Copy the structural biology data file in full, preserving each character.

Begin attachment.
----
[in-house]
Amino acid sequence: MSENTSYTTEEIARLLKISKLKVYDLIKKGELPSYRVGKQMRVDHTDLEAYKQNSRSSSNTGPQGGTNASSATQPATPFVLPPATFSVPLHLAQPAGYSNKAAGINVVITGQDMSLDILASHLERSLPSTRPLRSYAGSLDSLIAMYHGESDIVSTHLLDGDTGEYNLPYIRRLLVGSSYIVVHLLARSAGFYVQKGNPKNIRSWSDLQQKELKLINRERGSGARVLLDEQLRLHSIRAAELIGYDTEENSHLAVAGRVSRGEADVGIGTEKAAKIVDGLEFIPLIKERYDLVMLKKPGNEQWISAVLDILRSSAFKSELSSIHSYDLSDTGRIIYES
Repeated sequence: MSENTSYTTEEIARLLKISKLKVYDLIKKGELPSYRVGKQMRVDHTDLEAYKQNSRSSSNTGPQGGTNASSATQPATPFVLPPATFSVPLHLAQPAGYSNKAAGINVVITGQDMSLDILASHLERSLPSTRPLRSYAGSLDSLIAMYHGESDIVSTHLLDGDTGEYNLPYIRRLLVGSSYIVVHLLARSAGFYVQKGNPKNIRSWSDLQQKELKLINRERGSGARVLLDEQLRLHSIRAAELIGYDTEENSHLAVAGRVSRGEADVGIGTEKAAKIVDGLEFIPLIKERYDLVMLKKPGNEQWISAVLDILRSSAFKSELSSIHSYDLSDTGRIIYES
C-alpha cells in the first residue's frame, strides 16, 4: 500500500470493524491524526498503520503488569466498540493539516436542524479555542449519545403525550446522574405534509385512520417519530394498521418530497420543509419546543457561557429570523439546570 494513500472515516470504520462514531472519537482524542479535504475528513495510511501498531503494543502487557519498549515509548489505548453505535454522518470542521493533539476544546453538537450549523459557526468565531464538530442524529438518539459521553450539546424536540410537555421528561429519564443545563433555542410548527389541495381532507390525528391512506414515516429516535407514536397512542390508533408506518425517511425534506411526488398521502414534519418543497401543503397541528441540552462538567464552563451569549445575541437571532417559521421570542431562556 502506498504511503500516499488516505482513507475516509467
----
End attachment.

[in-house]
Amino acid sequence: MSENTSYTTEEIARLLKISKLKVYDLIKKGELPSYRVGKQMRVDHTDLEAYKQNSRSSSNTGPQGGTNASSATQPATPFVLPPATFSVPLHLAQPAGYSNKAAGINVVITGQDMSLDILASHLERSLPSTRPLRSYAGSLDSLIAMYHGESDIVSTHLLDGDTGEYNLPYIRRLLVGSSYIVVHLLARSAGFYVQKGNPKNIRSWSDLQQKELKLINRERGSGARVLLDEQLRLHSIRAAELIGYDTEENSHLAVAGRVSRGEADVGIGTEKAAKIVDGLEFIPLIKERYDLVMLKKPGNEQWISAVLDILRSSAFKSELSSIHSYDLSDTGRIIYES
Repeated sequence: MSENTSYTTEEIARLLKISKLKVYDLIKKGELPSYRVGKQMRVDHTDLEAYKQNSRSSSNTGPQGGTNASSATQPATPFVLPPATFSVPLHLAQPAGYSNKAAGINVVITGQDMSLDILASHLERSLPSTRPLRSYAGSLDSLIAMYHGESDIVSTHLLDGDTGEYNLPYIRRLLVGSSYIVVHLLARSAGFYVQKGNPKNIRSWSDLQQKELKLINRERGSGARVLLDEQLRLHSIRAAELIGYDTEENSHLAVAGRVSRGEADVGIGTEKAAKIVDGLEFIPLIKERYDLVMLKKPGNEQWISAVLDILRSSAFKSELSSIHSYDLSDTGRIIYES
C-alpha cells in the first residue's frame, strides 16, 4: 500500500470493524491524526498503520503488569466498540493539516436542524479555542449519545403525550446522574405534509385512520417519530394498521418530497420543509419546543457561557429570523439546570 494513500472515516470504520462514531472519537482524542479535504475528513495510511501498531503494543502487557519498549515509548489505548453505535454522518470542521493533539476544546453538537450549523459557526468565531464538530442524529438518539459521553450539546424536540410537555421528561429519564443545563433555542410548527389541495381532507390525528391512506414515516429516535407514536397512542390508533408506518425517511425534506411526488398521502414534519418543497401543503397541528441540552462538567464552563451569549445575541437571532417559521421570542431562556 502506498504511503500516499488516505482513507475516509467